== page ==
Coaches and Trainers on the Front Lines of Stress Management
Like all Trainers and Coaches, our skills often translate directly to successful client outcomes – they are vital to the process. For example, our ability to perform assessments with our client needs to be done properly and carefully. One challenge before us is to be thorough, and for some, this alone can be the most difficult part of our client interactions. In recent weeks, a specialized form of coaching – Stress Management Coaching – has suddenly seen a surge in interest, becoming more important and necessary. We have a new focus: what does it mean to develop a Stress Profile for a client?
The current logistics of how we serve our clients may have changed but the skills we rely on to help others do not.
Trainers and Coaches Helping Clients
True, a Personal Trainer may have more limits on service currently (this is temporary), but training can still continue virtually; a Health or Wellness Coach may be more effective with an online model of service because they can still build solid client relationships. This is especially true in the area of personal client assessments related to perspectives, values and vision. As always, the process only works when clients are completely transparent. We need a tool to allow this to happen.
In times of crisis or uncertainty, we all face the consequences of stress. To be specific, our current pandemic has people responding in ways that directly tie to their ability to manage stress. No one could be expected to navigate life easily with what we are witnessing. But when we position ourselves as the leader, guide or manager of a client’s health or wellness, we are tapped to intervene immediately. This expectation is one we have to take seriously. We are more informed (i.e. effective) if we can perform a Stress Profile with our client.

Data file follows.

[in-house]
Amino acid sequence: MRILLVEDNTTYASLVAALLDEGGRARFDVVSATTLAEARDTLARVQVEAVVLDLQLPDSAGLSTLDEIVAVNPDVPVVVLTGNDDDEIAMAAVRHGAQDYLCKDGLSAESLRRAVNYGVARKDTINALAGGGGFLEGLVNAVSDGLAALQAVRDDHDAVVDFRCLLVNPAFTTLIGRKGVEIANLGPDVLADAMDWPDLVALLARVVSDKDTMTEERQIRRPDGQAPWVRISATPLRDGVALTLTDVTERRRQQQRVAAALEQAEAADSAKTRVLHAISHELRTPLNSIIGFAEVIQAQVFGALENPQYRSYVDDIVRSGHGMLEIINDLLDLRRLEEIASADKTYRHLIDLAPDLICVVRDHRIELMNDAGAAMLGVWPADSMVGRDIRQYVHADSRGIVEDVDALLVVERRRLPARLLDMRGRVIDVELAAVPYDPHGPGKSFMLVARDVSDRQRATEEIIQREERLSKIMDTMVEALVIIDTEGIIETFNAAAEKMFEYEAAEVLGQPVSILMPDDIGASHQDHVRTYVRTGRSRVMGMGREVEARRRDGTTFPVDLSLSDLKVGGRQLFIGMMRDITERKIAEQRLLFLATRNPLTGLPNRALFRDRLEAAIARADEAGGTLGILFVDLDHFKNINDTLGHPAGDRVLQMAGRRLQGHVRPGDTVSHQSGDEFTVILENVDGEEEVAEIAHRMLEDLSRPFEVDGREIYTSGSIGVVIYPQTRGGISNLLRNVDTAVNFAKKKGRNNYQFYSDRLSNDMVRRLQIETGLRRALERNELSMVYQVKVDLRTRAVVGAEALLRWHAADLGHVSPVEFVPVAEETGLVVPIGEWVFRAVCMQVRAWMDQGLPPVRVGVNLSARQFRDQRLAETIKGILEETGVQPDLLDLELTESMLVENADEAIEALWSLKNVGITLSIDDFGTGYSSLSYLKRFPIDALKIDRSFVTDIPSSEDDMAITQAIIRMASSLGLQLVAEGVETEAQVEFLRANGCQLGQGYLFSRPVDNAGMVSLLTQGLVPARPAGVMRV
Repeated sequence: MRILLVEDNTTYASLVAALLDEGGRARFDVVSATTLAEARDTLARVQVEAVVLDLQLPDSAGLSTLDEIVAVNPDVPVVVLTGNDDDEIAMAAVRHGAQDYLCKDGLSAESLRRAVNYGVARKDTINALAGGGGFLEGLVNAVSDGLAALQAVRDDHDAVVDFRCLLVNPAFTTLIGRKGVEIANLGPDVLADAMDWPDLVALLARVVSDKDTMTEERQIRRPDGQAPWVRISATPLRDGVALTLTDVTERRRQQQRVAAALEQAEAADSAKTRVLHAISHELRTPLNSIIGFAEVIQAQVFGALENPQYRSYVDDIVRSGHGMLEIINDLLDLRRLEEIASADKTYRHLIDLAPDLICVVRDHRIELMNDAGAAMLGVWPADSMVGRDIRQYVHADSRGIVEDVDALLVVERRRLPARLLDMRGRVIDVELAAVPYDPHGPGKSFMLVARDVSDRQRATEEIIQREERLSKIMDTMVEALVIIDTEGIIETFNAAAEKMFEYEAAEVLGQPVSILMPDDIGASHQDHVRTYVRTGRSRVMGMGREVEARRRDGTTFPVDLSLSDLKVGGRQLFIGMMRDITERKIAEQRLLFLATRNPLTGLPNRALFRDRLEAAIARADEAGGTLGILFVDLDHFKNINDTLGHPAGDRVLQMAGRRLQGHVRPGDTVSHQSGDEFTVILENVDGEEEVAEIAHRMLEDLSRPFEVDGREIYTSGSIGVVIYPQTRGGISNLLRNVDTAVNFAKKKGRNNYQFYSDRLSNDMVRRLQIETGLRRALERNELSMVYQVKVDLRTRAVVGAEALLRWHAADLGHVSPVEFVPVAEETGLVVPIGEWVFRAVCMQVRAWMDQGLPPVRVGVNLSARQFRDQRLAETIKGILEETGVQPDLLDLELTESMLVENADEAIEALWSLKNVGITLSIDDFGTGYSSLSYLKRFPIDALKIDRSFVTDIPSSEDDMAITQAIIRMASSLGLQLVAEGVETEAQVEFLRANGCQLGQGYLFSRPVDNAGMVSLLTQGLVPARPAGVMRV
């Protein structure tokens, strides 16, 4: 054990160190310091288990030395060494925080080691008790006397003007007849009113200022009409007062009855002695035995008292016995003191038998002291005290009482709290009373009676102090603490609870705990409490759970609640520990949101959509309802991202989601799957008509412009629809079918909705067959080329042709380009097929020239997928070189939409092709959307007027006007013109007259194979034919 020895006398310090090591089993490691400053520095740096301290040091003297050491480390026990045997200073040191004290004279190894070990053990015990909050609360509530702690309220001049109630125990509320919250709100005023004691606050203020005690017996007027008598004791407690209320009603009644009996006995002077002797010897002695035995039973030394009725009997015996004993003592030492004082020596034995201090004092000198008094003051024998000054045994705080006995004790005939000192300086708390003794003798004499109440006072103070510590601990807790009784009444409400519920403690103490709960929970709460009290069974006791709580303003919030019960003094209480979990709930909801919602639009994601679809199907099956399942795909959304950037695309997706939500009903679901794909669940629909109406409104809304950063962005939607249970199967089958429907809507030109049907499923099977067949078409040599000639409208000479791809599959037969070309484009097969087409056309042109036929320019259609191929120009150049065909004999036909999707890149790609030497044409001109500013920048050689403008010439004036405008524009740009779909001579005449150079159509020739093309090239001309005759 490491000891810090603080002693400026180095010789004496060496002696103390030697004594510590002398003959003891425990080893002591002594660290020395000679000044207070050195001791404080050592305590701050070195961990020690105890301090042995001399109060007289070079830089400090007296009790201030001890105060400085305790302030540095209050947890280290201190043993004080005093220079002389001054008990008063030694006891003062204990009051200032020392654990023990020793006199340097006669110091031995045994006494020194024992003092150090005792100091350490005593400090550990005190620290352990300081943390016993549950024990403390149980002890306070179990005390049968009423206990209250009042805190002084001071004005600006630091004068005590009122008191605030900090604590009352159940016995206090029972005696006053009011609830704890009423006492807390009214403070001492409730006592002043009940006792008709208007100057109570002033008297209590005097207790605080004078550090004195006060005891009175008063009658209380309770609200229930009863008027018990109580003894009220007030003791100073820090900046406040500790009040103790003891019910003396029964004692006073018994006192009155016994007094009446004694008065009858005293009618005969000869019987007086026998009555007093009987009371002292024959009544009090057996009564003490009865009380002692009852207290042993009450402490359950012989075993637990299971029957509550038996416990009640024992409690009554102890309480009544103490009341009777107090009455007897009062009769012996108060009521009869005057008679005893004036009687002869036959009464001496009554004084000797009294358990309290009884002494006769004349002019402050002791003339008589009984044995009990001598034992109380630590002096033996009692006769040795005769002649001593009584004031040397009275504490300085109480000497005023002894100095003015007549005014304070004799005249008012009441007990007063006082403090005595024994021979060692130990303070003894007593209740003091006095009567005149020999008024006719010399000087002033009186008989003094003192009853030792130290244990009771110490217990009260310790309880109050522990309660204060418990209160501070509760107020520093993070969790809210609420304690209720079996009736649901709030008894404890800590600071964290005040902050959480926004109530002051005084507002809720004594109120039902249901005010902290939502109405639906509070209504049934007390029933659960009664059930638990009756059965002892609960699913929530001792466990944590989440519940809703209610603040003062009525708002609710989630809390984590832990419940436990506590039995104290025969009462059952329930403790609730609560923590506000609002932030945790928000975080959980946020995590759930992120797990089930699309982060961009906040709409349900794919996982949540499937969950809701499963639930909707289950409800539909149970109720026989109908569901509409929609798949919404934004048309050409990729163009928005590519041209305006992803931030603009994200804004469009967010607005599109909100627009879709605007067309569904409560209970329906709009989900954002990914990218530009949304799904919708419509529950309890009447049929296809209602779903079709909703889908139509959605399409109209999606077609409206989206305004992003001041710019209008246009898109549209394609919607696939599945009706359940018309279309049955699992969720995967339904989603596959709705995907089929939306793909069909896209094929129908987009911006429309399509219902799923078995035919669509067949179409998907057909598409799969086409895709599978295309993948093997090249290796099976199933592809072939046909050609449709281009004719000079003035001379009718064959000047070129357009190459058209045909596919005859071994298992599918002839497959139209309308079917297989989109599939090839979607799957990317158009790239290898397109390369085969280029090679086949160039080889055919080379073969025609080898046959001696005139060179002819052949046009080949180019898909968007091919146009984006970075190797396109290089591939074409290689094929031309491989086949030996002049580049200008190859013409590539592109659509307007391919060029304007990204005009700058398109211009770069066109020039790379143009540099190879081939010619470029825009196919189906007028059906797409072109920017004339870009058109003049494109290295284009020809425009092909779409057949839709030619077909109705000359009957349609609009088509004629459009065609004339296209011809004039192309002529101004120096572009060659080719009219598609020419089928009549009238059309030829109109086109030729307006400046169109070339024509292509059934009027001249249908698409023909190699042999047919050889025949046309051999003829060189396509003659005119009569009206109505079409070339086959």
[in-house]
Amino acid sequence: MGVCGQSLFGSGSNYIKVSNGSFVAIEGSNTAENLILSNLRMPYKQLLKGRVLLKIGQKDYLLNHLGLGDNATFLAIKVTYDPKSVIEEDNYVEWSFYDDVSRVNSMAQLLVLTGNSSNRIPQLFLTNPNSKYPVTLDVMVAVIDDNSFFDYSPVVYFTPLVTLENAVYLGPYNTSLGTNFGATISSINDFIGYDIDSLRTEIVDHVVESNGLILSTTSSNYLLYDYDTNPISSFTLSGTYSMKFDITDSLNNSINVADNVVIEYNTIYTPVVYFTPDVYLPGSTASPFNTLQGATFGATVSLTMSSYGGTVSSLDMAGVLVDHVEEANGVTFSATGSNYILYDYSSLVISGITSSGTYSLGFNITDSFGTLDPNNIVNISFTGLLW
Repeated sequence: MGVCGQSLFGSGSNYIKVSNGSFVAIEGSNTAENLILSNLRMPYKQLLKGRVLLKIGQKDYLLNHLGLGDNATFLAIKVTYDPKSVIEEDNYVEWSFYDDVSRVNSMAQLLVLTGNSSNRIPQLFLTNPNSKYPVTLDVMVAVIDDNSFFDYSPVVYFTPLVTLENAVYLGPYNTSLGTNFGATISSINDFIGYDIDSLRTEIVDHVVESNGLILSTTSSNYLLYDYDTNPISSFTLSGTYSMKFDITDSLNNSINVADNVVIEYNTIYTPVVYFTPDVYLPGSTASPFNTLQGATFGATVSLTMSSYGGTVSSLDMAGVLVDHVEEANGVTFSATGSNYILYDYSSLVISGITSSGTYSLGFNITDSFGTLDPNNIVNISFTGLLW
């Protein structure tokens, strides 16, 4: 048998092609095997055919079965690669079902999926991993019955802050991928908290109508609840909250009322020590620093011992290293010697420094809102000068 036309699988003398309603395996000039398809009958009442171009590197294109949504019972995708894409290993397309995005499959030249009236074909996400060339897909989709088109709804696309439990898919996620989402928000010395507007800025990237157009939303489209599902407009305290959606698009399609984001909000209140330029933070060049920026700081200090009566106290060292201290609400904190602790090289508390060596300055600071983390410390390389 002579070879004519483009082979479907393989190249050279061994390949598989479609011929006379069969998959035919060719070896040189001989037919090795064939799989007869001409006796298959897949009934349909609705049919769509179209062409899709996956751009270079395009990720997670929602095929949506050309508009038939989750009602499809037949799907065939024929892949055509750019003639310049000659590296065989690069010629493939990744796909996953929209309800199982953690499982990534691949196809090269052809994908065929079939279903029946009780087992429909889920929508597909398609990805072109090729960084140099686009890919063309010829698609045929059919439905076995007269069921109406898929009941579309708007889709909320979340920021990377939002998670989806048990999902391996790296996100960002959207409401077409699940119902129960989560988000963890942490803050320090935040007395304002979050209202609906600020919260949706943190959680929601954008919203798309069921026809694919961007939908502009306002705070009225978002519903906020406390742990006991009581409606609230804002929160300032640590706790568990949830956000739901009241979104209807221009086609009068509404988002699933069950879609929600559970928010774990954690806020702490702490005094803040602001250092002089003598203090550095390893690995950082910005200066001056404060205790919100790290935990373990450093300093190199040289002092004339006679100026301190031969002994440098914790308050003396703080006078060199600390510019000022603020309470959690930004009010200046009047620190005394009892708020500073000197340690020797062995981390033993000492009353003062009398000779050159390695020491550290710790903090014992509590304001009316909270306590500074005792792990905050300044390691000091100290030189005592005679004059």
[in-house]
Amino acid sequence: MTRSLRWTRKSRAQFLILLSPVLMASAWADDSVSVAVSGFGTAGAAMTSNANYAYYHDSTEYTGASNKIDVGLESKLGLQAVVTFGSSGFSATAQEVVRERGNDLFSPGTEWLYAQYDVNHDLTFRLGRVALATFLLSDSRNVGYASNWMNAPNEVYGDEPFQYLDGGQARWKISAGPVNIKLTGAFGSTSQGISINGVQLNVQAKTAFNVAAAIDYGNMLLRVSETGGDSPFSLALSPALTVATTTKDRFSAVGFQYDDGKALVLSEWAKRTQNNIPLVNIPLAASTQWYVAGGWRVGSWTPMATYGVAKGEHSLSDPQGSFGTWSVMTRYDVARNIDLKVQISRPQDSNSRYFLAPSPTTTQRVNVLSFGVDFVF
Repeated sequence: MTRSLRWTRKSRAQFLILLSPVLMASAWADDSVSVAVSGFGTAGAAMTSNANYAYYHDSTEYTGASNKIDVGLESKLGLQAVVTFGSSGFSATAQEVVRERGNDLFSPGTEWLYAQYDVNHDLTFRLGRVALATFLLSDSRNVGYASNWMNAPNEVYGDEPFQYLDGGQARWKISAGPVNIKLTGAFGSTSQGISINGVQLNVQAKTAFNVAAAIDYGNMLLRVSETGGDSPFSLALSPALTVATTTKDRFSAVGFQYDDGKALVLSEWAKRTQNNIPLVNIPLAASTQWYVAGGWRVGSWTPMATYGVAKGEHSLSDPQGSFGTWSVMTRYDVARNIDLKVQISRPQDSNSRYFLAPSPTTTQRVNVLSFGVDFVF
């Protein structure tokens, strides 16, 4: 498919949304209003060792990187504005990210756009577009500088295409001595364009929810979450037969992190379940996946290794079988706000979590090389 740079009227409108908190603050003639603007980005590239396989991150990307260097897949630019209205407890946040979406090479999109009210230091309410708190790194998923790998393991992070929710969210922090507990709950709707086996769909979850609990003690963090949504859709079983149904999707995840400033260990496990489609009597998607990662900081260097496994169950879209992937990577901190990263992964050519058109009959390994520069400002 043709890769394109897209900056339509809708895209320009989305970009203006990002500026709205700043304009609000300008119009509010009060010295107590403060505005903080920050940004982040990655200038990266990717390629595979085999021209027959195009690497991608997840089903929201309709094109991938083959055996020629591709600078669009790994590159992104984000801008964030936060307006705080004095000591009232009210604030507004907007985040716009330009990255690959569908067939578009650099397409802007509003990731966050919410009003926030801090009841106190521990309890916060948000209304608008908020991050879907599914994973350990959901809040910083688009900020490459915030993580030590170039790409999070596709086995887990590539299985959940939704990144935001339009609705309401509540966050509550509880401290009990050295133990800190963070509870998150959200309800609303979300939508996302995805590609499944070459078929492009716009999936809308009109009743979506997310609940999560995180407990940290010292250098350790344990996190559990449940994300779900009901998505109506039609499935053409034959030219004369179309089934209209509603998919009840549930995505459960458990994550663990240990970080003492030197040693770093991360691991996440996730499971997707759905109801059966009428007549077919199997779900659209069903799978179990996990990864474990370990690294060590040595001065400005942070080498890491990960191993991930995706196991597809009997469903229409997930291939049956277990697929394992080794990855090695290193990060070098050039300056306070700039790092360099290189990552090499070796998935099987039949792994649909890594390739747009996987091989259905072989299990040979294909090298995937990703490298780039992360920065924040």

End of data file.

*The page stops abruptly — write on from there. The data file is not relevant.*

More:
There are some abstracts to the process. In some of our programs, we talk about “reflection of meaning”. This is a specific inquiry used by the professional to get more detail without sounding like we are interrogating the client. For example, a client may say “being successful is important to me”. Is that enough? Not really. This client may already be doing a lot of things right but in order for us to to assist this type of client, we have to know the full realm of what is meant by the term success. This is just one example of many possibilities.
Reflection of Meaning: What Our Client Believes
When we zero in on the topic of stress management, this becomes even more important. In fact, experienced Stress Management Coaches have learned that it is the unique perspectives of our client. This often drives clients toward thoughts and actions considered stressful reactive patterns. We have to learn more about why this happens to sort things out.
One key strength of any stress-related program is the process of building a client’s Stress Profile. Using specific questions to assess beliefs and values, we can find out what is important to our client. We can also see where they rank themselves in response to their self-professed challenges. A Stress Management Coach might use a screen to evaluate everything from personal stress to professional struggles that clients experience. Well-placed questions about relationships and responses to criticism are other important questions that create a profile for the coach to better understand their client.
If you’re not using a Stress Profile in your coaching practice, you have absolutely nothing to lose by bringing it into your session work; on the contrary, the benefits to using one significantly boost your effectiveness, your client’s results and your professionalism.